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UK Seatbelt Law Review – 2019

A new survey carried out by and insurance provider has suggested that more than seven out of ten respondents would be happy for penalty points to be given to drivers failing to wear a seat belt. The recent poll surveyed around 2,000 adults throughout the UK to determine their views on whether such penalties would be acceptable.

Female driver buckling seatbeltUltimately, drivers could lose their licence in cases of multiple offences should the UK government change the law and add penalty points for those caught driving without a seat belt. Currently anyone who reaches twelve or more penalty points in a rolling three year period can be disqualified from driving.

Approximately 58% of those who responded said that a three point penalty would be the right punishment, whist three in ten believed the penalty should be the same for motorists caught using a mobile device while driving (six points).

The current punishment for motorists failing to wear their seat belt is a fine of £100, which can rise to £500 in the event of court proceedings. Just 15% of survey respondents thought that failure to wear a seat belt should result in a fine but no penalty points, which is the current situation.

Interestingly, the situation in Northern Ireland differs from that in mainland Britain. Under laws there, motorists already face the award of penalty points for non-wearing of their seat belts, so any change in the law would bring the rest of the country into line.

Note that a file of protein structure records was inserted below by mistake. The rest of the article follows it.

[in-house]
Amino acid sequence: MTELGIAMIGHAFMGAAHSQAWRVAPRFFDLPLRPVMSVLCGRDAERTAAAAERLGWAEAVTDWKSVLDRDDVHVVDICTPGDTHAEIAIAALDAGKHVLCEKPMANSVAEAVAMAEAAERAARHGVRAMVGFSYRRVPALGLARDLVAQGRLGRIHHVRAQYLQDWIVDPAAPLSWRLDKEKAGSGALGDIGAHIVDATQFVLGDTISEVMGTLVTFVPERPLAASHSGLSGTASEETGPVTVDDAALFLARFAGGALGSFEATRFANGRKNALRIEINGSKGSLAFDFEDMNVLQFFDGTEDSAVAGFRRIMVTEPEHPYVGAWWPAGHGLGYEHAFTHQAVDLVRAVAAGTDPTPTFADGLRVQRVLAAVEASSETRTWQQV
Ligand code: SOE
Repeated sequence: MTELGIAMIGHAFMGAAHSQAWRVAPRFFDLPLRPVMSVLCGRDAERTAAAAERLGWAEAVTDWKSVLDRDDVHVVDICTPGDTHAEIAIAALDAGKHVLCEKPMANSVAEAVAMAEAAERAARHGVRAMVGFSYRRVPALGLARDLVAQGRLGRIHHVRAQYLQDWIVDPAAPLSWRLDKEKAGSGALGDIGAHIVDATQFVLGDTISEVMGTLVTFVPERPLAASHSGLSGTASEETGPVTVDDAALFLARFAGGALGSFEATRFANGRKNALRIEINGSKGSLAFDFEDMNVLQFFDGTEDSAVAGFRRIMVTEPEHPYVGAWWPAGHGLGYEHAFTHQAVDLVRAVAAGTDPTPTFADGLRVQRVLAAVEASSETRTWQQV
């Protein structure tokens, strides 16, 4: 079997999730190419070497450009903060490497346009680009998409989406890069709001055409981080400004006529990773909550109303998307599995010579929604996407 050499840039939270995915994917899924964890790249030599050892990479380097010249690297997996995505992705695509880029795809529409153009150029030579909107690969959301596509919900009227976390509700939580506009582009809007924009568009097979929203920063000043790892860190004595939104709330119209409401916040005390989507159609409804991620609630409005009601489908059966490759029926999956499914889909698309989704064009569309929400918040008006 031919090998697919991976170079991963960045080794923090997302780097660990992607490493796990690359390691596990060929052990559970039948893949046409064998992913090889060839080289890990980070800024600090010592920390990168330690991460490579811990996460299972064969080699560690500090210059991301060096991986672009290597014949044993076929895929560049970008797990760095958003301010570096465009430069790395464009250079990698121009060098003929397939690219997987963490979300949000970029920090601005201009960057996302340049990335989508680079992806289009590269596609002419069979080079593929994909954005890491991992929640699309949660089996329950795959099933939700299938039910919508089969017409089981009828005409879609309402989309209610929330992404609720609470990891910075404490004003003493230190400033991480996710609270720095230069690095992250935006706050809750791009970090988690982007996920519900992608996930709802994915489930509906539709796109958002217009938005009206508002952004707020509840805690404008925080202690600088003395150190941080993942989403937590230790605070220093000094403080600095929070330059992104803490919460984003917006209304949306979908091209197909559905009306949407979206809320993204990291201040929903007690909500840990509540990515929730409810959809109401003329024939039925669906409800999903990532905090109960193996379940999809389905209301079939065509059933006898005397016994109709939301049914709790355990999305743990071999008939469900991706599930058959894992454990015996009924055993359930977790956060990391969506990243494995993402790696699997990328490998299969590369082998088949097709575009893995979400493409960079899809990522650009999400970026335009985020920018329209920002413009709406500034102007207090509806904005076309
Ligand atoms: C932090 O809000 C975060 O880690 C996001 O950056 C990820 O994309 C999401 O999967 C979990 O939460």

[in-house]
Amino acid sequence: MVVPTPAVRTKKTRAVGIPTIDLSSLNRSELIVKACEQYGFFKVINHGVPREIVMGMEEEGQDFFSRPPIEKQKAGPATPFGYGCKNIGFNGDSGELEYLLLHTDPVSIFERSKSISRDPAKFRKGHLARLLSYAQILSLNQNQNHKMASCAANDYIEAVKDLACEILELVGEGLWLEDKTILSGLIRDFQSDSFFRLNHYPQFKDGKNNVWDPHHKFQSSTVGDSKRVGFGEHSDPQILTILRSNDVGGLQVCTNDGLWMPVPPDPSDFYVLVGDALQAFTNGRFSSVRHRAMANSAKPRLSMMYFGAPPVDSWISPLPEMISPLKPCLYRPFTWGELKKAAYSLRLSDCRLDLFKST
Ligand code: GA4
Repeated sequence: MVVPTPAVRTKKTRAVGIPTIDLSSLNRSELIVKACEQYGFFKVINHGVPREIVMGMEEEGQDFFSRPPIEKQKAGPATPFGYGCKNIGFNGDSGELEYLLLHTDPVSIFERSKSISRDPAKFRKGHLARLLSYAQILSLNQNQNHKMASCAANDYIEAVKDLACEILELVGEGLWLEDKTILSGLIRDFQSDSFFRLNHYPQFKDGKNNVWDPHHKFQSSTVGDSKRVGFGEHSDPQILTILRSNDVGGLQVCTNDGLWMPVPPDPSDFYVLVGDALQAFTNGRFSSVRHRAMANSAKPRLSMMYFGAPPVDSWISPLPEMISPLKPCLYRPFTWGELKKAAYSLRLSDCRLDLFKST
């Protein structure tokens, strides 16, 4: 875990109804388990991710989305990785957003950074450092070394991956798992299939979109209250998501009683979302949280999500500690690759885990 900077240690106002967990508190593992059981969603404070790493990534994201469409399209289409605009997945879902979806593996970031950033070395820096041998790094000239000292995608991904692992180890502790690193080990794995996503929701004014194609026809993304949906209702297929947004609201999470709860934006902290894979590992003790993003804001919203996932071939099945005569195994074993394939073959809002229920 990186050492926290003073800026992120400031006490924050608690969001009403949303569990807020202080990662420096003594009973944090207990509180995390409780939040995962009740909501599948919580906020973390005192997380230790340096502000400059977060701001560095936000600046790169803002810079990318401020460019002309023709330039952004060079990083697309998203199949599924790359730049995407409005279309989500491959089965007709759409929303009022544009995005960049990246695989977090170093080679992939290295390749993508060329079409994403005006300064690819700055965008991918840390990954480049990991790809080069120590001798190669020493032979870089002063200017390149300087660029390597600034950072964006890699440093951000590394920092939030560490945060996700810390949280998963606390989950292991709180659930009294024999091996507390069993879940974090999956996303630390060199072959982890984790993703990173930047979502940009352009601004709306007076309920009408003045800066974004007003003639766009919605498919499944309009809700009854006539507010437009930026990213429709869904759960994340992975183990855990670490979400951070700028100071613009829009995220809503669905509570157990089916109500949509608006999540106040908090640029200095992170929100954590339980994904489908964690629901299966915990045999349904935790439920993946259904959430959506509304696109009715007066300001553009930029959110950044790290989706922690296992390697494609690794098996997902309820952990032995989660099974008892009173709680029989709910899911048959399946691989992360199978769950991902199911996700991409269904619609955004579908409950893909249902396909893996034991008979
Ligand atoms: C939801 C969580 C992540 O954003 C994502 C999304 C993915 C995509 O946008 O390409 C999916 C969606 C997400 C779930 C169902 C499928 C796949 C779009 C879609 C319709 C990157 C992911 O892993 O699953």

The survey comes hot on the heels of a similar study organised by Brake, the road safety charity, which made some disturbing findings. 49% of people surveyed said they had travelled in a vehicle with someone not wearing a seat belt at some point in the previous year.

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In 2017, almost 800 people died because of road accidents, with a worrying 27% found to not be wearing a seat belt at the time of the accident, a 7% rise on the 2016 figures. Seat belts have been compulsory for motorists driving new and used cars since 1983, making such figures all the more worrying.

The Parliamentary Advisory Council for Transport Safety (Pacts) have also called for the introduction of penalty points for anyone not wearing seat belts, as well as better education of motorists and the general public.

It’s suggested that while the effect of introducing penalty points might not have much of an impact on drivers, it should reduce the number of individuals not wearing a seat belt and therefore lower death or serious injury rates.

There’s a duty of care for all areas of the motor industry, from motor trade insurance providers to dealerships to reinforce the message that seat belt wearing is not only a legal requirement but could have life-saving consequences.